When you must not use it
If you are pregnant or breastfeeding do not use Xylocaine unless your doctor says so. Ask your doctor about the risks and benefits of using this medicine while you are pregnant or breastfeeding.
Xylocaine has been widely used during pregnancy and there have been no reports of any ill effects on the baby. It can be used during childbirth.
Your baby can take in very small amounts of Xylocaine from breast milk if you are breastfeeding, but it is unlikely that the amount available to the baby will do any harm.
Xylocaine will only be used if the solution is clear, the package is undamaged and the use by (expiry) date marked on the pack has not been passed.
Before you are given it
You must tell your doctor if:
- you have any allergies to
- any ingredients listed at the end of this leaflet
- other local anaesthetics eg. bupivacaine
- other substances
If you have an allergic reaction, you may get a skin rash, hay fever or an asthma attack.
- you have any of these medical conditions
- problems with your blood pressure or circulation
- blood poisoning
- problems with the clotting of your blood
- nerve problems, e.g. epilepsy
- heart, liver or kidney problems
- thyroid problems
- malignant hyperthermia
- skin infections
It may not be safe for you to take Xylocaine if you have any of these conditions.
Taking other medicines
Tell your doctor if you are taking any other medicines, including
- ones to control your heart beat
- ones for blood pressure (anti-hypertensives)
- ones for epilepsy or fits
- ones for depression
- any medicines that you buy at the chemist, supermarket or health food shop.
These medicines may affect the way Xylocaine works.
Your doctor or pharmacist can tell you what to do if you are taking any of these medicines.
If you have not told your doctor about any of these things, tell them before you are given any Xylocaine.
Xylocaine will be injected by your doctor into the skin, near a single nerve, or into an area which contains a large number of nerves.
This will result in an area of numbness at the site of injection, near the site of injection or in an area that may seem unrelated to the site of injection. The last will be the case if you are given an EPIDURAL injection (an injection around the spinal cord).
Xylocaine should not be injected directly into the blood.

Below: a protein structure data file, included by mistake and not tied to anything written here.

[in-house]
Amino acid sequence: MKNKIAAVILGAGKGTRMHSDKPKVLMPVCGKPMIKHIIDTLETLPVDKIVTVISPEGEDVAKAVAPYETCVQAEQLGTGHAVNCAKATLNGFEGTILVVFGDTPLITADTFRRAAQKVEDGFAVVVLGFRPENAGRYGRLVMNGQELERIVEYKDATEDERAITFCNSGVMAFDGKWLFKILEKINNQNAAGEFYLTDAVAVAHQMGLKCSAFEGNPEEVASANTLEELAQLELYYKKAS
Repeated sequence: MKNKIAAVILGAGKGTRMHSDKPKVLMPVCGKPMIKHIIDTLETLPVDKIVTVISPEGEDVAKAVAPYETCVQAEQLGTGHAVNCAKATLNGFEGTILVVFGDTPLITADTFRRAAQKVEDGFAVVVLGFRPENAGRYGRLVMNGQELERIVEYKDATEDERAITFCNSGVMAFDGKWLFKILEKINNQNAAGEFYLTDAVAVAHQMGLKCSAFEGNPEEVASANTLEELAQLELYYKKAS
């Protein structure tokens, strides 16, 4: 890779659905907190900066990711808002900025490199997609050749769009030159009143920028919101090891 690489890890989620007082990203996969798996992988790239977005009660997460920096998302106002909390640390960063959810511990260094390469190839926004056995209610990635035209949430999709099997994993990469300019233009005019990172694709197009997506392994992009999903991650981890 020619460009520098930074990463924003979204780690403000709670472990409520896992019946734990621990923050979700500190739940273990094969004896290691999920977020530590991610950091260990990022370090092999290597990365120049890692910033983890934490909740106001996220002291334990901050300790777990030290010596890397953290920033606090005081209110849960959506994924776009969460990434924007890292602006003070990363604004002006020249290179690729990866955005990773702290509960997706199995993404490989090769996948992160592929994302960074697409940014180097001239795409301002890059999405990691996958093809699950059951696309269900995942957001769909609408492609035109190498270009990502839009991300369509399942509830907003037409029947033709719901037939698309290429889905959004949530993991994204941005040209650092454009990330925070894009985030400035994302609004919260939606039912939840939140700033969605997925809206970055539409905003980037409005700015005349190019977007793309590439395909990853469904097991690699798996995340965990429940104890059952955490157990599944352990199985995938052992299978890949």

The dosage you will be given will depend on your body size, age and the type of pain relief required. Your doctor will have had a lot of experience injecting Xylocaine or other local anaesthetics and will choose the best dose for you. They will be willing to discuss this decision with you.
The doctor giving you Xylocaine will be experienced in the use of local anaesthetics, so it is unlikely that you will be given an overdose.
However, if you are particularly sensitive to Xylocaine, or the dose is accidentally injected directly into your blood, you may develop problems for a short time with your sight or hearing. You may get a numb feeling in or around the mouth, feel dizzy or stiff, or have twitchy muscles.
Whenever you are given Xylocaine, equipment will be available to care for you if an overdose happens.
Things to be careful of
Be careful driving or operating machinery after you have been given Xylocaine.
You may be drowsy and your reflexes may be slow.
Do not drink alcohol while you are being given Xylocaine.
If you drink alcohol while you are being given Xylocaine your blood pressure may drop making you feel dizzy and faint.
Please talk to your doctor or pharmacist about these possibilities if you think they may bother you.
Xylocaine will be stored by your doctor or pharmacist under the recommended conditions.
2mL and 5mL Polyamp presentations, Xylocaine with adrenaline in glass ampoules and single dose vials should be kept in a cool dry place where the temperature stays below 25°C.
20mL Polyamp presentations, Xylocaine in glass ampoules should be kept in a cool dry place where the temperature stays below 30°C.